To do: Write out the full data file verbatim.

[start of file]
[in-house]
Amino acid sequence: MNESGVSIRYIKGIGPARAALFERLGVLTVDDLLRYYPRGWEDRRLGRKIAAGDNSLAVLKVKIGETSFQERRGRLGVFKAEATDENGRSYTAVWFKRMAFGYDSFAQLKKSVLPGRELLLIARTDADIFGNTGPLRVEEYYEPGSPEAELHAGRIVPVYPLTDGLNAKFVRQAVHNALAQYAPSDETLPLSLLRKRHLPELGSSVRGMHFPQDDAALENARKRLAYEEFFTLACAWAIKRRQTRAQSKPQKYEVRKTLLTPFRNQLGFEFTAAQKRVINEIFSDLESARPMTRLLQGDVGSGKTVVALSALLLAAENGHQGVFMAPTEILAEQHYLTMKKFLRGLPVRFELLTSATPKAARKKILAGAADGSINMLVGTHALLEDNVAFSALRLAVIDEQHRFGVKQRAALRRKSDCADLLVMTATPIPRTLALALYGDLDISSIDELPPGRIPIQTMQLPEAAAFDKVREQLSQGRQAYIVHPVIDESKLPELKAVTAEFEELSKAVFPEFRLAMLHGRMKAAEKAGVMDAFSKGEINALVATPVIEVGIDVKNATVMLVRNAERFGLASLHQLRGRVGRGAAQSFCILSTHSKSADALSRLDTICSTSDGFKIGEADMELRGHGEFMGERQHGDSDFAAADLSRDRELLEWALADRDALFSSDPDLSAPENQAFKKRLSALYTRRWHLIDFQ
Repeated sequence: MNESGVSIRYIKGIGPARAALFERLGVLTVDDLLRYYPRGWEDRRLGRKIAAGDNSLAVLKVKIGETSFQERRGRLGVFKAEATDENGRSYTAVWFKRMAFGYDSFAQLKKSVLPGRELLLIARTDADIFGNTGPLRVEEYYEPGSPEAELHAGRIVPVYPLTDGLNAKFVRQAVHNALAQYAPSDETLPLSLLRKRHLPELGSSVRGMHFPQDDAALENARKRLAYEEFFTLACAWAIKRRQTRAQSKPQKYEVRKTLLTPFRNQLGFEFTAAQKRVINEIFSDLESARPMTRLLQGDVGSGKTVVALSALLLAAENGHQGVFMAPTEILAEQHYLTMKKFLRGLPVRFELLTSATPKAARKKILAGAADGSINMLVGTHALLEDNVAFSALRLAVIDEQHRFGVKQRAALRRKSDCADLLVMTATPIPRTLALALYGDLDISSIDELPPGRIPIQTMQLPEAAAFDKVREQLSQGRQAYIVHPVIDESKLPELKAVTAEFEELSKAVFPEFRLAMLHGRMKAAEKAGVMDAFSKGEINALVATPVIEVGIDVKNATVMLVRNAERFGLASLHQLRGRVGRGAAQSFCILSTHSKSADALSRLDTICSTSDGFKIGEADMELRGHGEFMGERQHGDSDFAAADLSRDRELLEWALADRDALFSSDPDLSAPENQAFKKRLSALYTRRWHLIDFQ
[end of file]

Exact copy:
[in-house]
Amino acid sequence: MNESGVSIRYIKGIGPARAALFERLGVLTVDDLLRYYPRGWEDRRLGRKIAAGDNSLAVLKVKIGETSFQERRGRLGVFKAEATDENGRSYTAVWFKRMAFGYDSFAQLKKSVLPGRELLLIARTDADIFGNTGPLRVEEYYEPGSPEAELHAGRIVPVYPLTDGLNAKFVRQAVHNALAQYAPSDETLPLSLLRKRHLPELGSSVRGMHFPQDDAALENARKRLAYEEFFTLACAWAIKRRQTRAQSKPQKYEVRKTLLTPFRNQLGFEFTAAQKRVINEIFSDLESARPMTRLLQGDVGSGKTVVALSALLLAAENGHQGVFMAPTEILAEQHYLTMKKFLRGLPVRFELLTSATPKAARKKILAGAADGSINMLVGTHALLEDNVAFSALRLAVIDEQHRFGVKQRAALRRKSDCADLLVMTATPIPRTLALALYGDLDISSIDELPPGRIPIQTMQLPEAAAFDKVREQLSQGRQAYIVHPVIDESKLPELKAVTAEFEELSKAVFPEFRLAMLHGRMKAAEKAGVMDAFSKGEINALVATPVIEVGIDVKNATVMLVRNAERFGLASLHQLRGRVGRGAAQSFCILSTHSKSADALSRLDTICSTSDGFKIGEADMELRGHGEFMGERQHGDSDFAAADLSRDRELLEWALADRDALFSSDPDLSAPENQAFKKRLSALYTRRWHLIDFQ
Repeated sequence: MNESGVSIRYIKGIGPARAALFERLGVLTVDDLLRYYPRGWEDRRLGRKIAAGDNSLAVLKVKIGETSFQERRGRLGVFKAEATDENGRSYTAVWFKRMAFGYDSFAQLKKSVLPGRELLLIARTDADIFGNTGPLRVEEYYEPGSPEAELHAGRIVPVYPLTDGLNAKFVRQAVHNALAQYAPSDETLPLSLLRKRHLPELGSSVRGMHFPQDDAALENARKRLAYEEFFTLACAWAIKRRQTRAQSKPQKYEVRKTLLTPFRNQLGFEFTAAQKRVINEIFSDLESARPMTRLLQGDVGSGKTVVALSALLLAAENGHQGVFMAPTEILAEQHYLTMKKFLRGLPVRFELLTSATPKAARKKILAGAADGSINMLVGTHALLEDNVAFSALRLAVIDEQHRFGVKQRAALRRKSDCADLLVMTATPIPRTLALALYGDLDISSIDELPPGRIPIQTMQLPEAAAFDKVREQLSQGRQAYIVHPVIDESKLPELKAVTAEFEELSKAVFPEFRLAMLHGRMKAAEKAGVMDAFSKGEINALVATPVIEVGIDVKNATVMLVRNAERFGLASLHQLRGRVGRGAAQSFCILSTHSKSADALSRLDTICSTSDGFKIGEADMELRGHGEFMGERQHGDSDFAAADLSRDRELLEWALADRDALFSSDPDLSAPENQAFKKRLSALYTRRWHLIDFQ